Abbey have proven tough opponents over the years. Further season-openers here in 2015 and 2016 saw the home side well-drilled, physical and ultimately victorious. In 2016 Rangers finished third, two places clear of a Teddington side not entirely adapted to the 11-a-side game.
It’s fair to say Teddington have caught up since, finishing third last season to Abbey’s fifth, even if this season has been harder for both teams. Indeed, they came into this game – Abbey’s final fixture – knowing they would definitely finish above their old rivals, but wanting one last game against them. With this season’s competition thickened by champions Crystal Palace and possible runners-up QPR, fifth position is the ceiling of Teddington’s possibilities, and they went into this clash knowing that a victory could put them there, for now at least.
Sadly, the build-up to the game was anything but smooth. Teddington had only played one game in the previous six weeks, and attendance at training has become increasingly sparse, to the point where coaches are forced to roll the squad in with the younger age-groups. To their credit, the loyal attendees have borne this with good grace and sisterly affection, but it hardly prepares them for a league battle.
Things were no better for Abbey. No fewer than four of their players have suffered long-term injuries, and they were unsure right up until kick-off how many they would be able to field. In the end, it was nine, and those nine were a great credit to their club.
Teddington were also understaffed, as ever. Saskia Brewster and Emily Bashford were busy with other sporting endeavours and top scorer Ella Bothamley has been ruled out for at least the length of March, if not the entire season, with back and shin problems. That left a core 11, for the sixth time in 13 fixtures.
On this occasion, Teddington opted to start with just 10, partly in deference to their decimated opponents but also in consideration of Annabel Taiwo’s bad cold, whioch had kept her away from training. She started on the bench as Teddington, somewhat denuded of wide players, switched to a 3-4-2 formation.
Jen Neves agreed to start in goal, with the caveat that she’d need to come out for the second half for coursework-filming purposes. She was protected by Sarah Dillamore, Millie Theobald and Amy Hallett, augmented by the energy of wing-backs Frances Clark and Carla Novakovic. Liz Kriebel and Giulia Clini held down the midfield while Emily Coulson buzzed between them and centre-forward Ella Dodd.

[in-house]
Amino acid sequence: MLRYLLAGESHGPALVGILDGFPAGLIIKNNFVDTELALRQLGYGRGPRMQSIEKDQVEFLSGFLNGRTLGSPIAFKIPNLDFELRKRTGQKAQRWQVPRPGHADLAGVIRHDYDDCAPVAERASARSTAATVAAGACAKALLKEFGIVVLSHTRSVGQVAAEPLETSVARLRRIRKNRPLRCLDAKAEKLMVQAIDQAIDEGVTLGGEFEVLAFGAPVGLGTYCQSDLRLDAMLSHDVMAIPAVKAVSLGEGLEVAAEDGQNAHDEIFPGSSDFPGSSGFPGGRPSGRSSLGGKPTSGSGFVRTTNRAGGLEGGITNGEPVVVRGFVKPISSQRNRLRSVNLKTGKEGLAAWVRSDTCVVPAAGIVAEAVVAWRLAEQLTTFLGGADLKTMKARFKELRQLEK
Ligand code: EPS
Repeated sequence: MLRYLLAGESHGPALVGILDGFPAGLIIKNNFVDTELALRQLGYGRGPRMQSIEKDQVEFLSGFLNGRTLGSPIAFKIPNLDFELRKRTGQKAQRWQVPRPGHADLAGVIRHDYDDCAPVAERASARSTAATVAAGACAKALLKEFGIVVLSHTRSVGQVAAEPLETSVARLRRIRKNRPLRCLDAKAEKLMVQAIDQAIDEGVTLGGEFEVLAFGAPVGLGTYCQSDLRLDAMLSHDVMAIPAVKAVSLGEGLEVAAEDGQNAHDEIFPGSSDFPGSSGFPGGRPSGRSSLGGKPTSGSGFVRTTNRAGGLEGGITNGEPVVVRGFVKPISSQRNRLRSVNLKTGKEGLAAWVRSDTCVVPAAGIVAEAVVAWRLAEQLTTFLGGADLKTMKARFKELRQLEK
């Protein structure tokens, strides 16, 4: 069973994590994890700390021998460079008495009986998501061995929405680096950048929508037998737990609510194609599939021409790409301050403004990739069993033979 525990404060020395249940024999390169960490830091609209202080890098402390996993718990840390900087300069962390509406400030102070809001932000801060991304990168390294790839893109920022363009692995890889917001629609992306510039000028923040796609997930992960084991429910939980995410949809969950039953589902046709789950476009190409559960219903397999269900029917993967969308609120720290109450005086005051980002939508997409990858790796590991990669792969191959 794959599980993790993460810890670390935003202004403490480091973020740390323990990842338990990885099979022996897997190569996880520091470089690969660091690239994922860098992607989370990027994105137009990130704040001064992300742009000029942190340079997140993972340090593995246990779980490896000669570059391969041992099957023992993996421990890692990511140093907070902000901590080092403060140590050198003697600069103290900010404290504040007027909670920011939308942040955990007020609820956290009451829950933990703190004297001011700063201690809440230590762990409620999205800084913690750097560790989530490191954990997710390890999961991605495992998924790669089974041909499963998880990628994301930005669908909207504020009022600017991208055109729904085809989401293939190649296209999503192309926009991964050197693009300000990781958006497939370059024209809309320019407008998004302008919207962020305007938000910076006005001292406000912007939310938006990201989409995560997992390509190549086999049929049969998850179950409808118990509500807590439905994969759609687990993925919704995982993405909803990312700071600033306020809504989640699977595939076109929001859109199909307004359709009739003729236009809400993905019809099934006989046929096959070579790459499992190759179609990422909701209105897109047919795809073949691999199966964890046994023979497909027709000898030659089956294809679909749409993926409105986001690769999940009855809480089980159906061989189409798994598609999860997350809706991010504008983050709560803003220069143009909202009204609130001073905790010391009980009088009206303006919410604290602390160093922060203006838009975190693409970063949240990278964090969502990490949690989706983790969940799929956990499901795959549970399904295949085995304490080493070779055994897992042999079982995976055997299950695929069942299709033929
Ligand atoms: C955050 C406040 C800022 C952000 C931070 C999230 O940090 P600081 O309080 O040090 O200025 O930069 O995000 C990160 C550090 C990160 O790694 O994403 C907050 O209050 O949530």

That was the theory, but the practice ended up somewhat more chaotic. The defensive triumvirate were often spectators in the early stages, with Abbey understandably entrenched as Teddington sought the early goal.
It might have come within the first couple of minutes. Giulia won the ball and, as per established pattern of play, sent it down the wing into the sort of space where Boz normally roams. In absence of the sort of high-width player so typical of Teddington down the years – from Sinead Morris, Phoebe Head and Sadie Day through to Boz, Bash and Fran – Doddsy diligently and intelligently ran the channels all day, finding the spaces for her friends to pass to her. And so, collecting Giulia’s alley-ball, she crossed towards Emily on the penalty spot; she couldn’t connect but the ball fell to Fran, also on an excellent supporting far-post run, who fizzed a shot just wide of the upright.
Soon after, a Doddsy back-heel out on the right set up Carla for a cross that didn’t come off, but the ball was retained and reworked via Emily and Giulia to the other flank where Fran sent it across the six-yard box but just in front of Doddsy.
If the attacking unit was slowly grinding into life, the defensive unit was clanking. Five minutes in Abbey had their own first effort, somewhat gifted by poor passing out from the back. Centre-back stalwart Millie T started, by her own admission, half-asleep (her word was “awful”) and her pass in the general direction of Amy to her left was easily intercepted, allowing Abbey to run through and forcing a sprawling Jen to push the shot wide.
Teddington had the majority of possession but didn’t do an awful lot with it in a game which frankly didn’t look worthy of the county’s premier division. It took 15 underimpressive minutes for Teddington to hit the target, the goalkeeper kicking away Giulia’s snapshot from Fran’s cross after Em had been sent haring down the left by Liz. The American looked the visitors’ most likely source of inspiration, principally because she was the one who most readily realised she had enough time on the ball and quality with it to force the issue.
Collecting the ball from her defence after an unusually neat interplay of passes therein, Liz turned and drifted 40 yards forward toward the Abbey goal. Challenged after a heavy touch, she regained the ball via a one-two with Giulia for a left-footer clipped just over the bar. Then she got another on target via a one-two with Emily just outside the penalty arc, shortly before Doddsy fired in three shots in five seconds: a right-footer blocked by a desperate defender, a left-foot rebound blocked by another Abbeyite and a final right-footer squeezed just wide.